Taking shelter in Wales as political storms gather

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The Independent Online
Croeso. Outside the Chamber it was mayhem. Tory MPs Euro-caucussed and plotted in the tea-rooms and Labour's front bench issued ritual "incompetence and drift" press releases by the bucketful. But inside there was the still calm that only Welsh questions - or death - can bring to the House.

The Opposition benches were well sprinkled with real Welshfolk - almost all of them grave and garrulous, lean and (with one exception) male. Trying to account for the disproportionate number of quite presentable men who had turned up, my eventual theory was that - because there are clearly so few women in Wales - the chaps cannot afford to be flabby or ugly if they are to catch one.

On the other side things were different. There are only five Welsh Tory MPs, so the Government benches were supplemented by what are known as "active MPs" - ie MPs who have nothing better to do than to hang around the House asking friendly questions to ministers on behalf of the the whips.

Hendon's John Marshall (Cardiff, 154 miles) was for some reason keen to compliment the Government on the amount of inward investment that it had attracted to Wales. Mr Marshall is always keen to compliment the Government, but sadly this amour is entirely unrequited, the song of love destined always to be sung from the backbenches.

Ian Duncan-Smith (Cardiff 160 miles) - who is destined for high office, but only in a Redwood-led Conservative Party - had a query concerning GP fundholding in the land of the Celts. Junior minister Rod Richards (a genuine Conservative Welsh MP) had his answer suspiciously well-prepared. It cited the covert threat to civilisation from Labour's wooden horse, whom he dubbed "Tony, the phoney pony". And the Welsh have the gift of oratory?

On to the solution of a minor mystery. The Order Paper had given notice that there would be a question on confusing Welsh road signs from that ubiquitous Midlander, Michael Fabricant (Cardiff 75 miles). My own speculation was that "Fabricant" in the Welsh language might mean "slippery surface", or "loose chippings" and have badly confused the Staffordshire MP on one of his trips to Wales.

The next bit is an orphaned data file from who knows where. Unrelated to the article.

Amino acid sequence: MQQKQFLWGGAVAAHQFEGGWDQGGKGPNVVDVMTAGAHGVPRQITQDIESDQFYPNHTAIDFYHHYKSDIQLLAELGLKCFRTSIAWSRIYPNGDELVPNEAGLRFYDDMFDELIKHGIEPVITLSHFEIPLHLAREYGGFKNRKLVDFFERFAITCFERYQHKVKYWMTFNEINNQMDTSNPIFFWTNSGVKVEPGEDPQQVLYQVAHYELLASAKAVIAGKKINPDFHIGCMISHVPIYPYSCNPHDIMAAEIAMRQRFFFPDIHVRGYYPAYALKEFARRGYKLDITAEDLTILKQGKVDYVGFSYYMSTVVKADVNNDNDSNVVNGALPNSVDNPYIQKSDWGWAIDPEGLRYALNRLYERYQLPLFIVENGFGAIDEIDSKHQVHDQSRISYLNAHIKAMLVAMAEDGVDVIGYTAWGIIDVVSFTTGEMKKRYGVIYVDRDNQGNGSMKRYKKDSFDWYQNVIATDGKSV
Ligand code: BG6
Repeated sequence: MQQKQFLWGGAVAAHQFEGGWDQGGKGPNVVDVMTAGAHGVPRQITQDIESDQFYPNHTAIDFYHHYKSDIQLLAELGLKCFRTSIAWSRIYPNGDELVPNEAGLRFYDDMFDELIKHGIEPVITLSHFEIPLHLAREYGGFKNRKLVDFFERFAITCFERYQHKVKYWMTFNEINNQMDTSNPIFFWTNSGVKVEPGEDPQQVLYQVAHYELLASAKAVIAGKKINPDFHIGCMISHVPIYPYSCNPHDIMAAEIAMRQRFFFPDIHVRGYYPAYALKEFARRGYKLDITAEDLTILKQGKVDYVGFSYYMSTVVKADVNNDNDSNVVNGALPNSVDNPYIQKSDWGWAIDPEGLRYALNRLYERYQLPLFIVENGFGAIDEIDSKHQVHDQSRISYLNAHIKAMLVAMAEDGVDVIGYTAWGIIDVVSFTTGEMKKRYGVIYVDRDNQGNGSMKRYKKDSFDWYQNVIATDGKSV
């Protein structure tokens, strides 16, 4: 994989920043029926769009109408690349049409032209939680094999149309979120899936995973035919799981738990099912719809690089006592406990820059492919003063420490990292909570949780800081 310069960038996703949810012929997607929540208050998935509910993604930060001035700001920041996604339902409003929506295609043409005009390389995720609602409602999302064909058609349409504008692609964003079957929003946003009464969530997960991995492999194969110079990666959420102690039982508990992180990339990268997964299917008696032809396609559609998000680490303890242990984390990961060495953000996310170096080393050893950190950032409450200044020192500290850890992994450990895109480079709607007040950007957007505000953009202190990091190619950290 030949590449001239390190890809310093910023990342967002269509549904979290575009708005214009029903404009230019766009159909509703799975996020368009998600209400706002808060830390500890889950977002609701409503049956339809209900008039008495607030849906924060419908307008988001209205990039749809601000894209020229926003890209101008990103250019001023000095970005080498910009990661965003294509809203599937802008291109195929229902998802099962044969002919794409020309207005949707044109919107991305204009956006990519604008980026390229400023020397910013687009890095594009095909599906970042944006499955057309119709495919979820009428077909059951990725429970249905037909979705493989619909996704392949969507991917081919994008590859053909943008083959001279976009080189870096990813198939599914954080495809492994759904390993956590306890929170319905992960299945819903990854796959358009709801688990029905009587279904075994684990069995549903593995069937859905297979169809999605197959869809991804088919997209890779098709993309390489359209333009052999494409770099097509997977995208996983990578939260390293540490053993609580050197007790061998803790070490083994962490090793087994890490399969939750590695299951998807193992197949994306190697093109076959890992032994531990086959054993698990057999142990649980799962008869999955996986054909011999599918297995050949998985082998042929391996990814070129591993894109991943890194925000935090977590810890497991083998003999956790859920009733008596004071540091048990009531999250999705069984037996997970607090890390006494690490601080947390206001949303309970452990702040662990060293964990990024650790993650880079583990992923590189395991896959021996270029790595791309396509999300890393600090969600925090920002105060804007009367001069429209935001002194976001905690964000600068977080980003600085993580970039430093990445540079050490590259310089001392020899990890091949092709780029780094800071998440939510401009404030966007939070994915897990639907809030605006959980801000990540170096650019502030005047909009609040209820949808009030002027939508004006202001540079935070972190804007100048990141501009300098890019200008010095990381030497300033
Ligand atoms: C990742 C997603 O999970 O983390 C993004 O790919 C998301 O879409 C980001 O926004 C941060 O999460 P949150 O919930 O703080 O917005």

I was nearly right. Yesterday a tanned Mr Fabricant, having cast off winter's locks and donned summer's coiffure, told the House that he was indeed a "frequent visitor to Wales" (questions on the Government's relations with Greenland would doubtless reveal a Fabricant relative inhabiting the chilly town of Nuuk) and that last Saturday night he had driven to Cardiff to deliver a speech to the Welsh Young Conservatives. Both of them. He had, he said, been "jeopardised by warning road signs that are often very difficult to read when approaching them quickly". And, presumably, the faster he approached them, the harder it got. Rather than the cheapskate option of driving more slowly, Mr Fabricant wanted millions spent on clearer signs.

And it later transpired that last Saturday night the roads of Wales were cluttered with Conservatives braving the warning signs. Walter Sweeney (Conservative, Vale of Glamorgan. Majority 19. Doomed) wondered if the Secretary of State, had noticed the terrible traffic.

William Hague (Cardiff 160 miles) had. But then Mr Hague notices everything. An engaging and amiable politician of 34, he no longer resembles a teenager. No, having lost most of his hair he now looks like a baby.

Chubby-cheeked, smiling and bald he evokes only paternal concern and maternal warmth from his political enemies. Whenever he speaks one is reminded of one of those cutesy Look Who's Talking movies.

It will do him no harm in the end. Nor will his exile. Wales is a good place to be as the storm breaks over the Conservatives of England.

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